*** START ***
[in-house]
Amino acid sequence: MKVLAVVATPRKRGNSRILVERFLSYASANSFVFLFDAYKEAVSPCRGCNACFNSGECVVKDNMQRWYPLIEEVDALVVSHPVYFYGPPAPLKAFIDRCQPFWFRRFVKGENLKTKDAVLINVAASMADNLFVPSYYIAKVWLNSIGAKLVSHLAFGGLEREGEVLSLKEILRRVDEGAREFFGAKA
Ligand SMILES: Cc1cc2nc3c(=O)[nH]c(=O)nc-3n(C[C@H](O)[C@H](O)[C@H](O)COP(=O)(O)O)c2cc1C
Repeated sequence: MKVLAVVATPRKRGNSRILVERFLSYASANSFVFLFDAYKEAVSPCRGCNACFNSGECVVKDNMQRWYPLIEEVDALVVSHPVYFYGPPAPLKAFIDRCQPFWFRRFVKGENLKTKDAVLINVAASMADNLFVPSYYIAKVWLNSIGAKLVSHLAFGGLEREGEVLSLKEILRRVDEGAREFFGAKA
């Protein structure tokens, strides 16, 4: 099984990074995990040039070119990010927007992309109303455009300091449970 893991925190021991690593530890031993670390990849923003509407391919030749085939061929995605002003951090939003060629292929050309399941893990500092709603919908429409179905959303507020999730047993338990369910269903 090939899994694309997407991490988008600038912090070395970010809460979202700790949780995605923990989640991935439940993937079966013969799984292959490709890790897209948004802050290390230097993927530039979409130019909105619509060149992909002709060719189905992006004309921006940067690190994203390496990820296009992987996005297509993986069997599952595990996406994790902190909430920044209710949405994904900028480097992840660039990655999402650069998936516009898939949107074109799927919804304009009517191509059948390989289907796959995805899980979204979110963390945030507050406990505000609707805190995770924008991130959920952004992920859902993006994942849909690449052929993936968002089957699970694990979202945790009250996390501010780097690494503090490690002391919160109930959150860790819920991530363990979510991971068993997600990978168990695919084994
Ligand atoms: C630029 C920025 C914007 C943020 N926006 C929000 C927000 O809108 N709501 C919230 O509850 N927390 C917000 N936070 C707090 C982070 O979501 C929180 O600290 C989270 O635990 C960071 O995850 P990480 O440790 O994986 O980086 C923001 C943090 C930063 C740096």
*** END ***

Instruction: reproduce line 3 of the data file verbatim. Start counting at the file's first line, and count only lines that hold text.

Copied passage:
Ligand SMILES: Cc1cc2nc3c(=O)[nH]c(=O)nc-3n(C[C@H](O)[C@H](O)[C@H](O)COP(=O)(O)O)c2cc1C